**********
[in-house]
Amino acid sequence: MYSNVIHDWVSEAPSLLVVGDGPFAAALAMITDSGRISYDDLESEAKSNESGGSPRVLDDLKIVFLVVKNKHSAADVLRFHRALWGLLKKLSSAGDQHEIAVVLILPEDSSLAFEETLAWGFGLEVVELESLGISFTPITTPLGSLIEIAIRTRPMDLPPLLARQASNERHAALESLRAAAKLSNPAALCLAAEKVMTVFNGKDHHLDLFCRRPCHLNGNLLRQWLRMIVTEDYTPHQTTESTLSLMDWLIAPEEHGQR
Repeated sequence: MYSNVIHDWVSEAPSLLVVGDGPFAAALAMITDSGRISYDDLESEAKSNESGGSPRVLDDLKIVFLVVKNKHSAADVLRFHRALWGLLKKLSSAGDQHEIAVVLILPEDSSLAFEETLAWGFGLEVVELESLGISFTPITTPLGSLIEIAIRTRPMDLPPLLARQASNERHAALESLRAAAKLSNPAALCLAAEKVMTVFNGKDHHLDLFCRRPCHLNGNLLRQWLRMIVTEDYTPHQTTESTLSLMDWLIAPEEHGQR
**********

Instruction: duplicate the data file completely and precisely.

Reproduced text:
[in-house]
Amino acid sequence: MYSNVIHDWVSEAPSLLVVGDGPFAAALAMITDSGRISYDDLESEAKSNESGGSPRVLDDLKIVFLVVKNKHSAADVLRFHRALWGLLKKLSSAGDQHEIAVVLILPEDSSLAFEETLAWGFGLEVVELESLGISFTPITTPLGSLIEIAIRTRPMDLPPLLARQASNERHAALESLRAAAKLSNPAALCLAAEKVMTVFNGKDHHLDLFCRRPCHLNGNLLRQWLRMIVTEDYTPHQTTESTLSLMDWLIAPEEHGQR
Repeated sequence: MYSNVIHDWVSEAPSLLVVGDGPFAAALAMITDSGRISYDDLESEAKSNESGGSPRVLDDLKIVFLVVKNKHSAADVLRFHRALWGLLKKLSSAGDQHEIAVVLILPEDSSLAFEETLAWGFGLEVVELESLGISFTPITTPLGSLIEIAIRTRPMDLPPLLARQASNERHAALESLRAAAKLSNPAALCLAAEKVMTVFNGKDHHLDLFCRRPCHLNGNLLRQWLRMIVTEDYTPHQTTESTLSLMDWLIAPEEHGQR